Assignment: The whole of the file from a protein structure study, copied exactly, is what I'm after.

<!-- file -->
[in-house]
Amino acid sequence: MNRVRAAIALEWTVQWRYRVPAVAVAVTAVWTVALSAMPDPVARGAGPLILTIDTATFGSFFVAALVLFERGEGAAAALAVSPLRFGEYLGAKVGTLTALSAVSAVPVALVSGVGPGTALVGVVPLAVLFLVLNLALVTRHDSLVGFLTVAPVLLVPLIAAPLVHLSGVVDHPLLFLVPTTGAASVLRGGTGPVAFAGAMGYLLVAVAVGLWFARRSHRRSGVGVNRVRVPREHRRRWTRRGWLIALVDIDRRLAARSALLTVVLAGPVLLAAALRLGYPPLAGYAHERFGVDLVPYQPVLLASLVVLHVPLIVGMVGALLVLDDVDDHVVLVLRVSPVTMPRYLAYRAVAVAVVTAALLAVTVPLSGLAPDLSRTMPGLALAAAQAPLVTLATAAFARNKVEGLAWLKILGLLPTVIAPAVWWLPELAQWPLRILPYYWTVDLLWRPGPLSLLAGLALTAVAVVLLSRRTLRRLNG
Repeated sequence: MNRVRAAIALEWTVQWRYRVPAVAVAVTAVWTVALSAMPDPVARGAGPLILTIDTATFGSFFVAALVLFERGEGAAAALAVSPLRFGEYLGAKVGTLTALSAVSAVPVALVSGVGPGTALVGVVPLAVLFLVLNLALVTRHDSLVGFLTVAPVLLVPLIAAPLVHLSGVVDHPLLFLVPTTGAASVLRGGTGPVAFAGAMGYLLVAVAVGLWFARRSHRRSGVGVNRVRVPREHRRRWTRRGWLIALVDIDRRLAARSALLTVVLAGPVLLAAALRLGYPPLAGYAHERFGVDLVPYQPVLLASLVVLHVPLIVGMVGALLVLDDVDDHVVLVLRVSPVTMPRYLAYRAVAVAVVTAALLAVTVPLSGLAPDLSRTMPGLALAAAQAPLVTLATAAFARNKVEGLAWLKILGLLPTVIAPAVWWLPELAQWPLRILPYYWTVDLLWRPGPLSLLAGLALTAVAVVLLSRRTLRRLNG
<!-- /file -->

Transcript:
[in-house]
Amino acid sequence: MNRVRAAIALEWTVQWRYRVPAVAVAVTAVWTVALSAMPDPVARGAGPLILTIDTATFGSFFVAALVLFERGEGAAAALAVSPLRFGEYLGAKVGTLTALSAVSAVPVALVSGVGPGTALVGVVPLAVLFLVLNLALVTRHDSLVGFLTVAPVLLVPLIAAPLVHLSGVVDHPLLFLVPTTGAASVLRGGTGPVAFAGAMGYLLVAVAVGLWFARRSHRRSGVGVNRVRVPREHRRRWTRRGWLIALVDIDRRLAARSALLTVVLAGPVLLAAALRLGYPPLAGYAHERFGVDLVPYQPVLLASLVVLHVPLIVGMVGALLVLDDVDDHVVLVLRVSPVTMPRYLAYRAVAVAVVTAALLAVTVPLSGLAPDLSRTMPGLALAAAQAPLVTLATAAFARNKVEGLAWLKILGLLPTVIAPAVWWLPELAQWPLRILPYYWTVDLLWRPGPLSLLAGLALTAVAVVLLSRRTLRRLNG
Repeated sequence: MNRVRAAIALEWTVQWRYRVPAVAVAVTAVWTVALSAMPDPVARGAGPLILTIDTATFGSFFVAALVLFERGEGAAAALAVSPLRFGEYLGAKVGTLTALSAVSAVPVALVSGVGPGTALVGVVPLAVLFLVLNLALVTRHDSLVGFLTVAPVLLVPLIAAPLVHLSGVVDHPLLFLVPTTGAASVLRGGTGPVAFAGAMGYLLVAVAVGLWFARRSHRRSGVGVNRVRVPREHRRRWTRRGWLIALVDIDRRLAARSALLTVVLAGPVLLAAALRLGYPPLAGYAHERFGVDLVPYQPVLLASLVVLHVPLIVGMVGALLVLDDVDDHVVLVLRVSPVTMPRYLAYRAVAVAVVTAALLAVTVPLSGLAPDLSRTMPGLALAAAQAPLVTLATAAFARNKVEGLAWLKILGLLPTVIAPAVWWLPELAQWPLRILPYYWTVDLLWRPGPLSLLAGLALTAVAVVLLSRRTLRRLNG